Right out of the shoot there was a climb. It was, again, to avoid a tunnel.
See the tunnel? See the road?
It really wasn't too bad, especially compared to what came later. After the tunnel go-around, I came out to 44. I was riding along, when I spied another tunnel. This one was going downhill, and I was tempted to just ride it, but I saw the route sign said to go left. At first I thought, go left...where? Then I saw the little gravel road. Really???
It wasn't too long. Then I came back to 44. Continuing along, the route made another turn off the highway. I followed it. It dead-ended. The only thing I saw was a steep rocky trail that went down. There was no sign except one that said to watch for horses. Thinking that couldn't possibly be the route, I returned to the road and went that way. Later on, I saw where the route came out. Yep, the horse trail was the route (still no way I was going to do it)!
I came down into Flekkefjord, and set a goal for myself to make it through the town without losing the brown signs. It wasn't so hard, as the route stayed on 44 through the town (for such a big dot on the map, there really wasn't much to the town).
After coming down into the town, the route went back up to get out. Up, up, and up some more. Once I was a bit away from the town, the traffic became almost nothing.
As I was riding, I saw a cyclist ahead with, what looked like, red panniers. I thought, cool, another cyclist! However, when I caught up to him, it was just an old guy throwing a bag of trash into the woods along the side of the road. I gave him the I-saw-what-you-just-did look, and shook my head. Don't think he really cared.
Finally got to go down for awhile. I came into the village of Åna-Sira. The old Norwegian men were holding court in front of the Joker shop (small grocery chain). Everyone who came by stopped and chatted with the old guys. One guy really looked the part with his salty, seafaring cap, and his white beard. I had a snack of chocolate milk and a Norwegian pastry that I've had a few times (the bready one with something yellow down the middle and icing with coconut on the sides--I've seen them in almost every shop and bakery).
It was a good thing I had the chocolate milk, because the next climb was a doozy! Switchbacks, and very steep. I slogged my way to the top. At the top was this sign. I'm not sure if it means the highest part of the North Sea Route or what. I took this photo, and a bunch of people in an RV were clapping and yelling, "Bravo!".
I rode along for awhile until I came into Jessingfjord. I came around the corner and my jaw dropped. Ahead of me the road snaked up the side of the rock mountain, going through 2 tunnels. I could see there would be no bypass road for these ones. Holy crap!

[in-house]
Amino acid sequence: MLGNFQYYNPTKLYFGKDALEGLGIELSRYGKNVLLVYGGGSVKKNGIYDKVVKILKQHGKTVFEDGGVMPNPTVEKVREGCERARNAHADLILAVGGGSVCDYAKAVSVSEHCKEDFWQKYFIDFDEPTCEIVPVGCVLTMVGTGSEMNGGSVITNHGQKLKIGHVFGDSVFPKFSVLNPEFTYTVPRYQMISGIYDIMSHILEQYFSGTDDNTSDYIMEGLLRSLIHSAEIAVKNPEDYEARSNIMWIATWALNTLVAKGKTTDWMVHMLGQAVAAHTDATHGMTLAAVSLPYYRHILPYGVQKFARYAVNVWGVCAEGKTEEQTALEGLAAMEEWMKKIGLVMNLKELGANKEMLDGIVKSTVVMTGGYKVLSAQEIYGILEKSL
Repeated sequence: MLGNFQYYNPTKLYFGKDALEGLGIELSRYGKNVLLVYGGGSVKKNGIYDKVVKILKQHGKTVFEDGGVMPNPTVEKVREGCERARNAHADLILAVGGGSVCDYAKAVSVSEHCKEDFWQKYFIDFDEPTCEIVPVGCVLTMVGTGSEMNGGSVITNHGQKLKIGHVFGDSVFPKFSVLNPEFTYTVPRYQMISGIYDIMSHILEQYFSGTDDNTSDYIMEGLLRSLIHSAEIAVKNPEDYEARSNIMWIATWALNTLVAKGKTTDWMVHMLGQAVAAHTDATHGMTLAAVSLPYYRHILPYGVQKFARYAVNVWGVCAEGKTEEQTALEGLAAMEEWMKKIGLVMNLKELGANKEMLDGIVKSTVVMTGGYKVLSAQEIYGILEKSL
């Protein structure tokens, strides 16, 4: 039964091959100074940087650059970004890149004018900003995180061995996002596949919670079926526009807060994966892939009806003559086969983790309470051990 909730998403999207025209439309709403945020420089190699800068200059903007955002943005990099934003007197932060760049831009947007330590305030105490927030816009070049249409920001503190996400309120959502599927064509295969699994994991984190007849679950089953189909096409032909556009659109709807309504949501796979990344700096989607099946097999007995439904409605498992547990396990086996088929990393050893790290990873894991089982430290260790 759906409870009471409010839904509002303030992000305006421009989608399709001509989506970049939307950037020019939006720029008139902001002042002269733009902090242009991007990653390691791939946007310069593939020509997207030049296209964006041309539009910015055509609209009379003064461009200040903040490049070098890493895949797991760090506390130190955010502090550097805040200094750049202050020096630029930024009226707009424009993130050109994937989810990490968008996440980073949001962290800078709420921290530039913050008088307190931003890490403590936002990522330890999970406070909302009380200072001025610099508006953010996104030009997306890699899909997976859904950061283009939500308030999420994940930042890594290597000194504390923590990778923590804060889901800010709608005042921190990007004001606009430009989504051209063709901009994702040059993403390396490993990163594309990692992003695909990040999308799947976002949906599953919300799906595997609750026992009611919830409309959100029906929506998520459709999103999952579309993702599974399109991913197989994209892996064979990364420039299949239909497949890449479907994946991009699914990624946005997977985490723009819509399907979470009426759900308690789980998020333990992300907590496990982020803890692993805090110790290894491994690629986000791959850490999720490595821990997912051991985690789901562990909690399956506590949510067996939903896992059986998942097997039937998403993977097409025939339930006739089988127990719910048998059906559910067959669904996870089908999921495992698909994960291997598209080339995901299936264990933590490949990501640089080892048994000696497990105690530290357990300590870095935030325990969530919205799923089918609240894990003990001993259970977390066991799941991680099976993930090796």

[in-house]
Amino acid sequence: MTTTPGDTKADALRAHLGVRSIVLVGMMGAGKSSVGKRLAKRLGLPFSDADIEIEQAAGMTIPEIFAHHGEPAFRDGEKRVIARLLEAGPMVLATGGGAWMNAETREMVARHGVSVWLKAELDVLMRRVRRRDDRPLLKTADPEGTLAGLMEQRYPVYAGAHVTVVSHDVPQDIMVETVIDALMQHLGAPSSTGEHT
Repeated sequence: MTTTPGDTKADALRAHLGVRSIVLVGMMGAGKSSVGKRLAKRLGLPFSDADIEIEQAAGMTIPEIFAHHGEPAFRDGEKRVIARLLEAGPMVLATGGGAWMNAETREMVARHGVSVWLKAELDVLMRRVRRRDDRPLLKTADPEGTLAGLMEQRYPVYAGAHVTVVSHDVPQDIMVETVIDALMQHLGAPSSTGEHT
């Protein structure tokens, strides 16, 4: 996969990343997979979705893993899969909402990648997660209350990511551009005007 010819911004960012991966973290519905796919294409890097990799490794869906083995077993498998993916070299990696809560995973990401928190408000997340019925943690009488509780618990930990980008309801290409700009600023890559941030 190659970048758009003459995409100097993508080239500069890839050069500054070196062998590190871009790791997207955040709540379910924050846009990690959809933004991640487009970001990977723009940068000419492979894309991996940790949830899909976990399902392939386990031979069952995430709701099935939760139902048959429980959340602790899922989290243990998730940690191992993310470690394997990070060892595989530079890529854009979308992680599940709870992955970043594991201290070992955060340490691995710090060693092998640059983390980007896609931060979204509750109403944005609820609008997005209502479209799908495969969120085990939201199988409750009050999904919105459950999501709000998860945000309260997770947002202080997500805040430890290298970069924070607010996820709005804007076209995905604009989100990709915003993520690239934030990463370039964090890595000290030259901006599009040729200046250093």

I took the two photos above after going through the first tunnel (second photo). The top tunnel was long, dark, and all uphill. I turned on my rear flasher and took off my sunglasses. Then, I pedaled like a madwoman. At one point I really couldn't see the road, I was just looking ahead to the faint light at the end. Just after the end of the tunnel, there was a parking area and viewpoint.
Way down below is the first tunnel.
So, this fjord has some WWII history. It's about a German boat called the "Altmark". Here's the info.
I sat down and ate some lunch. Then I continued with the climb. It was maybe another kilometer more.
Soon I was down to a river valley and the area of Hauge. The route did some funky snaking around through a small part, then back out to 44. Then it turned off again. This part was purely gratuitous funky road riding! However, I did see lots of sheep. The weird part is that a lot of them had tails! Maybe I'm just sheep ignorant, but I didn't think sheep had tails!
See the tails?
There were sheep in the rocky fields (I think this part of Norway is really just one big rock!), and sheep on the road too.
I got a good shot of this ram playing "King of the Rock"
Check out them curly-cue horns!
After the narrow little roads (strangely, not at all without traffic--even a motorhome went by me...I pulled over), that even turned to gravel in places, I finally returned to 44. And it was downhill! I knew I was getting close to Egersund and was happy to see the Egersund Kommune sign (like a county).
I came into town and stopped to check the Garmin for the Steinsnes Camping. Oh my God! It took me the most ridiculous way! Finally, after walking up this really steep road, I looked ahead and saw that I could have just stayed on 44! I'm less than pleased with the routing the Garmin has been doing in this part of Norway. It seems to try to completely avoid any roads that might have a car!
Anyway, I made it to the campground. This is the cheapest one yet, at 100Kr. And, the showers are free, and there is wifi (also free!). But, I look around, and I don't know what the attraction is to coming to this area of Norway. I think it's just a stop on the way to Stavanger. We are packed pretty tightly though, with lots of people here. The tent space is pretty small. There are three tents on it.
But look! There's a picnic table.
My Netherlands friend, Cornelius, made it too. He came in about 2 1/2 hours after me (when I left this morning, he was not close to being packed). He said he thought the Jessingfjord section was horrible. He had to walk through the tunnel. I looked more closely at his set-up. Not only is he pulling a BOB trailer, but he has a full compliment of panniers AND a huge bag on the rack top. No wonder he has to walk!
Miles today: 56 very difficult ones!
Rock, rock, and more rock!